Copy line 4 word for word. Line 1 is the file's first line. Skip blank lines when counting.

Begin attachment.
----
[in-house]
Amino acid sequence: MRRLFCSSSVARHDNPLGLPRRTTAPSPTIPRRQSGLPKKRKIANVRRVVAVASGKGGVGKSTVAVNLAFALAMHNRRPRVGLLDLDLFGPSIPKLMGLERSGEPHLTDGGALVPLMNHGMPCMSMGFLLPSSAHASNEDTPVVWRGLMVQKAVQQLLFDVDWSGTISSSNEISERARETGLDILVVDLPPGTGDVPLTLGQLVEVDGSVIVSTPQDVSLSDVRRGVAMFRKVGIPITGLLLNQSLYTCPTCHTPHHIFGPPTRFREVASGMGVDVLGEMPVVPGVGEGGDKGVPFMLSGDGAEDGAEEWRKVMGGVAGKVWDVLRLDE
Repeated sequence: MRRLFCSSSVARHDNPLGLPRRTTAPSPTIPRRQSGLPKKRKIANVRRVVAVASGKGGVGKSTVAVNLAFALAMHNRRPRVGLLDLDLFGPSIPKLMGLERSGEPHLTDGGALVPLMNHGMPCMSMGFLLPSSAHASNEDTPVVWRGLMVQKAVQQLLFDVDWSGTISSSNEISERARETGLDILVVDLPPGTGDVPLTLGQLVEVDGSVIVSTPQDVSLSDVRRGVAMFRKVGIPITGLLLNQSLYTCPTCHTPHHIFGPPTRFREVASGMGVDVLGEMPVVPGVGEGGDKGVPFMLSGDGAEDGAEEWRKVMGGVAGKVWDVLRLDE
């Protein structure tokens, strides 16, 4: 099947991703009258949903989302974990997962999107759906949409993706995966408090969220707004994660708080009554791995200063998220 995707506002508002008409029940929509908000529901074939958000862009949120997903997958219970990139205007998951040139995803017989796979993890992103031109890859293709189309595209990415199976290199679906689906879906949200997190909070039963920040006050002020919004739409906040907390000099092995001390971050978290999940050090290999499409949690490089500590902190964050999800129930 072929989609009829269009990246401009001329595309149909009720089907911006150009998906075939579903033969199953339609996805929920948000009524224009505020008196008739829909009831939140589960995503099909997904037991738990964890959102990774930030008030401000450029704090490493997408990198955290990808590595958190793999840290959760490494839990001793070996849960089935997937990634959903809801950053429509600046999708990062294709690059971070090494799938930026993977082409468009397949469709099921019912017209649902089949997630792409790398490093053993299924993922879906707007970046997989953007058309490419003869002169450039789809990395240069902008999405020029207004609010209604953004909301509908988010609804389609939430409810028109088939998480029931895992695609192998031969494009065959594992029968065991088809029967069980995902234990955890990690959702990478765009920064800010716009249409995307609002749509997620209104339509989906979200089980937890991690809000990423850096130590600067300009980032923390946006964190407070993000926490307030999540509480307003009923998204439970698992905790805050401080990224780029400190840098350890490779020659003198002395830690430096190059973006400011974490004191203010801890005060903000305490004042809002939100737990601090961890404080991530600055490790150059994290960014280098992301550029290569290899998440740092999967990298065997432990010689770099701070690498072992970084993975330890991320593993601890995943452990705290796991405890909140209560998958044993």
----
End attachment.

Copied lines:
């Protein structure tokens, strides 16, 4: 099947991703009258949903989302974990997962999107759906949409993706995966408090969220707004994660708080009554791995200063998220 995707506002508002008409029940929509908000529901074939958000862009949120997903997958219970990139205007998951040139995803017989796979993890992103031109890859293709189309595209990415199976290199679906689906879906949200997190909070039963920040006050002020919004739409906040907390000099092995001390971050978290999940050090290999499409949690490089500590902190964050999800129930 072929989609009829269009990246401009001329595309149909009720089907911006150009998906075939579903033969199953339609996805929920948000009524224009505020008196008739829909009831939140589960995503099909997904037991738990964890959102990774930030008030401000450029704090490493997408990198955290990808590595958190793999840290959760490494839990001793070996849960089935997937990634959903809801950053429509600046999708990062294709690059971070090494799938930026993977082409468009397949469709099921019912017209649902089949997630792409790398490093053993299924993922879906707007970046997989953007058309490419003869002169450039789809990395240069902008999405020029207004609010209604953004909301509908988010609804389609939430409810028109088939998480029931895992695609192998031969494009065959594992029968065991088809029967069980995902234990955890990690959702990478765009920064800010716009249409995307609002749509997620209104339509989906979200089980937890991690809000990423850096130590600067300009980032923390946006964190407070993000926490307030999540509480307003009923998204439970698992905790805050401080990224780029400190840098350890490779020659003198002395830690430096190059973006400011974490004191203010801890005060903000305490004042809002939100737990601090961890404080991530600055490790150059994290960014280098992301550029290569290899998440740092999967990298065997432990010689770099701070690498072992970084993975330890991320593993601890995943452990705290796991405890909140209560998958044993």